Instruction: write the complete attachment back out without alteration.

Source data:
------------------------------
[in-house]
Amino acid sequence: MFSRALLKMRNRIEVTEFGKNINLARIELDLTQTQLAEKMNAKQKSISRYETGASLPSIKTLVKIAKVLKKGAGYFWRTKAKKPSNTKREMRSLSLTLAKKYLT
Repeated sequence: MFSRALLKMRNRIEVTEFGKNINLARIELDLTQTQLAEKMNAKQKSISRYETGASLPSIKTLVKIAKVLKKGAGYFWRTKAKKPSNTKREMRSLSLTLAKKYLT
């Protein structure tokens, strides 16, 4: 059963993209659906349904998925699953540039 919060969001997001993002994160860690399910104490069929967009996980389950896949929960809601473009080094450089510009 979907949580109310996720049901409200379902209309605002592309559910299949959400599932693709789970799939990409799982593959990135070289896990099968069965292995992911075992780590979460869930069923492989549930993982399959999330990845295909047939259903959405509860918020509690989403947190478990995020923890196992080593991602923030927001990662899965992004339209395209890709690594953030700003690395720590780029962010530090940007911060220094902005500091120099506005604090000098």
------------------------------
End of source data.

[in-house]
Amino acid sequence: MFSRALLKMRNRIEVTEFGKNINLARIELDLTQTQLAEKMNAKQKSISRYETGASLPSIKTLVKIAKVLKKGAGYFWRTKAKKPSNTKREMRSLSLTLAKKYLT
Repeated sequence: MFSRALLKMRNRIEVTEFGKNINLARIELDLTQTQLAEKMNAKQKSISRYETGASLPSIKTLVKIAKVLKKGAGYFWRTKAKKPSNTKREMRSLSLTLAKKYLT
């Protein structure tokens, strides 16, 4: 059963993209659906349904998925699953540039 919060969001997001993002994160860690399910104490069929967009996980389950896949929960809601473009080094450089510009 979907949580109310996720049901409200379902209309605002592309559910299949959400599932693709789970799939990409799982593959990135070289896990099968069965292995992911075992780590979460869930069923492989549930993982399959999330990845295909047939259903959405509860918020509690989403947190478990995020923890196992080593991602923030927001990662899965992004339209395209890709690594953030700003690395720590780029962010530090940007911060220094902005500091120099506005604090000098």